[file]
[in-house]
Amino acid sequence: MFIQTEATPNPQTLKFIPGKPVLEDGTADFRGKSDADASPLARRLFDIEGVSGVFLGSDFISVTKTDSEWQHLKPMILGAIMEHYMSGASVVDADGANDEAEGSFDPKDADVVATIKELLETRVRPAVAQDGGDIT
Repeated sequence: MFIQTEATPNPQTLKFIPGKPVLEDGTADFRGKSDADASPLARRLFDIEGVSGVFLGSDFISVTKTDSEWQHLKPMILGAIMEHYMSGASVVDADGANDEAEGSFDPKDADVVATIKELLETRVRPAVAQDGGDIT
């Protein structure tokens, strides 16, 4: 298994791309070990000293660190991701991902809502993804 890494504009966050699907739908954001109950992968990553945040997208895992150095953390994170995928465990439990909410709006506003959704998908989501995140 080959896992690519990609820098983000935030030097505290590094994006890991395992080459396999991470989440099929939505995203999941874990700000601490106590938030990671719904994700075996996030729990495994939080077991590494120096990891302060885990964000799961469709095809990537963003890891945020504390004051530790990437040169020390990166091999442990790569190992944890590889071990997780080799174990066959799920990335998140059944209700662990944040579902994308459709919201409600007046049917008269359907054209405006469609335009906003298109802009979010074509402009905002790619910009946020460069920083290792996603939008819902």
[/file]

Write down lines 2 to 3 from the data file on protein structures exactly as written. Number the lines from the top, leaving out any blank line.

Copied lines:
Amino acid sequence: MFIQTEATPNPQTLKFIPGKPVLEDGTADFRGKSDADASPLARRLFDIEGVSGVFLGSDFISVTKTDSEWQHLKPMILGAIMEHYMSGASVVDADGANDEAEGSFDPKDADVVATIKELLETRVRPAVAQDGGDIT
Repeated sequence: MFIQTEATPNPQTLKFIPGKPVLEDGTADFRGKSDADASPLARRLFDIEGVSGVFLGSDFISVTKTDSEWQHLKPMILGAIMEHYMSGASVVDADGANDEAEGSFDPKDADVVATIKELLETRVRPAVAQDGGDIT